Introduction to House Framing
Western platform style framing is the most widely used method of home construction in the United States. Western platform style framing is a method of erecting the skeletal frame of a house using dimensional lumber, engineered trusses or some combination of the two to build a floor on a foundation and erect framed walls on top of that platform. The roof is then erected over the frame, covered with sheathing and a roof covering. The exterior walls are covered with sheathing and then the home may finished with siding, brick or stone veneer or some combination of the two.
A house built using traditional western platform style framing is built on a foundation over either a basement or crawl space. The same methods of construction are often used for homes built on a concrete slab. The slab just replaces the platform for the first floor and a ranch style home is sometimes called a stick framed building. Of course the second floor if any reverts back to a wood platform concept. The terms stick framed and western platform are for general use more or less interchangeable terms.
With the foundation style construction, the footer is poured and concrete block or a poured concrete wall is built on that footer to bring the house elevation above the yard grade. There may or may not be a short wall section known as a knee wall on top the foundation wall and before the first floor is constructed.
This image shows a home being built in the traditional western platform style of construction. This particular one is built over a basement with poured concrete walls and that knee wall section mentioned is being used to increase the head room in the basement.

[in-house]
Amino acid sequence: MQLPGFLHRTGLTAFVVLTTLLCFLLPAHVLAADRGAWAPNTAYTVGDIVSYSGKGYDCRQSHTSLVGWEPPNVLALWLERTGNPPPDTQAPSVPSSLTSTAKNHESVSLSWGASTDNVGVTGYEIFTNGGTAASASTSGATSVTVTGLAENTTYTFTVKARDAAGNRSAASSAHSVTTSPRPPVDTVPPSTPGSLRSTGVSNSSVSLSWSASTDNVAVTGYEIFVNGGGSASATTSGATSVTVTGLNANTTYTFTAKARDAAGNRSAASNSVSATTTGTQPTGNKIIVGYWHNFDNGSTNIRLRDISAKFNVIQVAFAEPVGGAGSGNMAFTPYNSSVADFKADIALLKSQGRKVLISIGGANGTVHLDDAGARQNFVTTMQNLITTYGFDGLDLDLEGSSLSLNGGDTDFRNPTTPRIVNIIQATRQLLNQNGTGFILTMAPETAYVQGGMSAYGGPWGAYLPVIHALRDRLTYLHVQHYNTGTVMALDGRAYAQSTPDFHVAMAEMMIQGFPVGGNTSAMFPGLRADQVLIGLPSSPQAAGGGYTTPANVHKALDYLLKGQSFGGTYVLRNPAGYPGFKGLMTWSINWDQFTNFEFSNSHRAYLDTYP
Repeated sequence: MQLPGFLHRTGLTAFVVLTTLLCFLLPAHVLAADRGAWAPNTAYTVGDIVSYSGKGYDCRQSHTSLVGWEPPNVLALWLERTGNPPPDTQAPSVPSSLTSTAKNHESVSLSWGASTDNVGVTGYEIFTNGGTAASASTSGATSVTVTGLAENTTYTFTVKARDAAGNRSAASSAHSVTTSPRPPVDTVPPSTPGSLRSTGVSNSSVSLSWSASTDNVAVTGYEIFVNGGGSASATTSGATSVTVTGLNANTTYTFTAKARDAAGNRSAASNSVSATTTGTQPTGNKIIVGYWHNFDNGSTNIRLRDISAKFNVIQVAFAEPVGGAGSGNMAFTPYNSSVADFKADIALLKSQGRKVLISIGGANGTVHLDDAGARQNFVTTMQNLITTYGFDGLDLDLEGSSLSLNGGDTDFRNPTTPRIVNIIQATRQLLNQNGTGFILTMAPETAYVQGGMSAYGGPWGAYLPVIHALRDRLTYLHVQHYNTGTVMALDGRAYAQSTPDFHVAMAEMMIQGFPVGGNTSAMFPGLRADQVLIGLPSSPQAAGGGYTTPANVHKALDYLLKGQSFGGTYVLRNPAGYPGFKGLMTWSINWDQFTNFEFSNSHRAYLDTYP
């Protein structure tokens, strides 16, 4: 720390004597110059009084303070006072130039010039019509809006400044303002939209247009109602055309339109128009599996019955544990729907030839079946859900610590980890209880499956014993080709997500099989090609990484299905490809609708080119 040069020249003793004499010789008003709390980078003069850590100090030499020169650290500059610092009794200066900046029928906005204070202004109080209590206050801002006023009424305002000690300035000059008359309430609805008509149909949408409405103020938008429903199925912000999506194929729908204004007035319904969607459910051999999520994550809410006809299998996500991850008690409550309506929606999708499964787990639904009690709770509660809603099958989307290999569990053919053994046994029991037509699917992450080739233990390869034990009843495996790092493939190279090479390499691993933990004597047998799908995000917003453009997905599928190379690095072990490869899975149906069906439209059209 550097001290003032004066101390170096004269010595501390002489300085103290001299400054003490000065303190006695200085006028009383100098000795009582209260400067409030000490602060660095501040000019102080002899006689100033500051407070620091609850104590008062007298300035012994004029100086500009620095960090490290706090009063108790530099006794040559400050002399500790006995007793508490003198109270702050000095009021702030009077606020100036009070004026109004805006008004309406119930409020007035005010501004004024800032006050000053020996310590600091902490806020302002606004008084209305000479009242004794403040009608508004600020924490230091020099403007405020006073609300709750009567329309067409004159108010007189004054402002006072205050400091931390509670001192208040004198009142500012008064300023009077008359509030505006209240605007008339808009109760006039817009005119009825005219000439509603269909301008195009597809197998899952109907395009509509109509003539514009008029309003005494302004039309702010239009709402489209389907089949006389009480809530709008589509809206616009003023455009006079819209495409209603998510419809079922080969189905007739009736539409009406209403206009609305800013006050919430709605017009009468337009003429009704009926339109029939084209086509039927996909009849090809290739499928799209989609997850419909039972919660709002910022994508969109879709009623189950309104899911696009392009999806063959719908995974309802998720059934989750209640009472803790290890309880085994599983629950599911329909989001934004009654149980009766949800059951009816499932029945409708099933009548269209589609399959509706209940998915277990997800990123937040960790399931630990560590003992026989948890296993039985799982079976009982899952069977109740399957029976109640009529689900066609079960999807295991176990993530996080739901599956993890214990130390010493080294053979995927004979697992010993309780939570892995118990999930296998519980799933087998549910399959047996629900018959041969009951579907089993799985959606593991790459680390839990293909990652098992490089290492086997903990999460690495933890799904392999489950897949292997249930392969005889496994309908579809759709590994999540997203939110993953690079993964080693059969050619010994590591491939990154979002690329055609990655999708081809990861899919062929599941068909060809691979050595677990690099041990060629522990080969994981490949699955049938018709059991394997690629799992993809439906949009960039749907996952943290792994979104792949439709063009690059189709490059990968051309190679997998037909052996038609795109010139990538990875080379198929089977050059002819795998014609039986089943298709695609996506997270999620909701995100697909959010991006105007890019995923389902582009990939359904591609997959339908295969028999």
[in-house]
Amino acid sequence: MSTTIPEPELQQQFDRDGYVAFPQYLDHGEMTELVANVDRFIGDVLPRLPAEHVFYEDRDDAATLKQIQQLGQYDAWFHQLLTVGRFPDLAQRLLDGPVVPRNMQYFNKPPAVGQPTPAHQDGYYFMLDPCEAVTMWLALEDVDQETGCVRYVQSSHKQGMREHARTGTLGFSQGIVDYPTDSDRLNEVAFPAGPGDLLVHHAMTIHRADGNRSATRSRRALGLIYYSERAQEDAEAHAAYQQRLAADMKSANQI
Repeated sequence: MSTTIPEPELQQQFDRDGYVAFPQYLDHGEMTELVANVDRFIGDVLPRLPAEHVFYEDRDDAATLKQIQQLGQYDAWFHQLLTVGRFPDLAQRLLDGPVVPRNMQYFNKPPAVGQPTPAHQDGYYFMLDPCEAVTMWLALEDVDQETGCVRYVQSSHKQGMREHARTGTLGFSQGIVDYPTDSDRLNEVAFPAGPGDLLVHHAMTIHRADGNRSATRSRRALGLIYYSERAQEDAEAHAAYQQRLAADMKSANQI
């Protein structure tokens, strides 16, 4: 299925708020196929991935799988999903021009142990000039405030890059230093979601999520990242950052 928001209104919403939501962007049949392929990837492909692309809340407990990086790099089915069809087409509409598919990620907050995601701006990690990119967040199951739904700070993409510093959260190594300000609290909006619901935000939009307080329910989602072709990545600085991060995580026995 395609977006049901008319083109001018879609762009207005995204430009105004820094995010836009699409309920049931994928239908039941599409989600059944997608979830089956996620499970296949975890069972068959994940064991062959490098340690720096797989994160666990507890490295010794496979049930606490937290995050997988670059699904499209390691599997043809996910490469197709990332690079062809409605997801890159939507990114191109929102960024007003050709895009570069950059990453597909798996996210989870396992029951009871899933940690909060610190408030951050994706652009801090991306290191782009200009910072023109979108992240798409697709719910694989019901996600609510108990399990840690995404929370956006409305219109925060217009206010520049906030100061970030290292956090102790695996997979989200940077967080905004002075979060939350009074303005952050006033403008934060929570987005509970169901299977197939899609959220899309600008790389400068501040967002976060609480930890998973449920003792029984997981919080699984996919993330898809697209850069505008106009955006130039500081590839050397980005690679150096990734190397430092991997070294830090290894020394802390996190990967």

When slab construction method is used the footer is still there under the slab but you really don't see it. There are actually two different methods of building a slab. One way is to dig and pour a traditional footer, pour short wall section or more common is to the use of concrete blocks to build the walls. There are special purpose L shaped block for the top course and then the slab is poured inside the basin created by the L shaped blocks. When this method is used no concrete form framing need take place. The blocks may be 8 or 12 inches wide depending on whether a brick veneer will be applied or siding used to finish the exterior walls.
The second method is to pour what is called an integral footer. The picture on the left is a wide view and the one on the right is a closeup of the detail.
The perimeter is dug the center is left undisturbed or filled to a few inches below the finished grade. Then the outside walls are framed and the concrete truck pours it all at once. Think of a baking dish turned upside down; the rim is the footer, the exterior sides come straight up, the interior sides are slightly sloped, the bottom of the dish is now the floor of the slab. This method is not generally used for stone or brick veneer homes and may not be an approved method in your area for home construction. It is a handy way to pour a slab for a garage or storage shed.
Whether building on a foundation or on a slab you must wait for the concrete to cure before you start construction. The time will vary according to temperature and local regulations.
More in Framing:
How Ceilings are Framed.........Read More
How Walls are Framed.........Read More
How a Floor is Framed.........Read More
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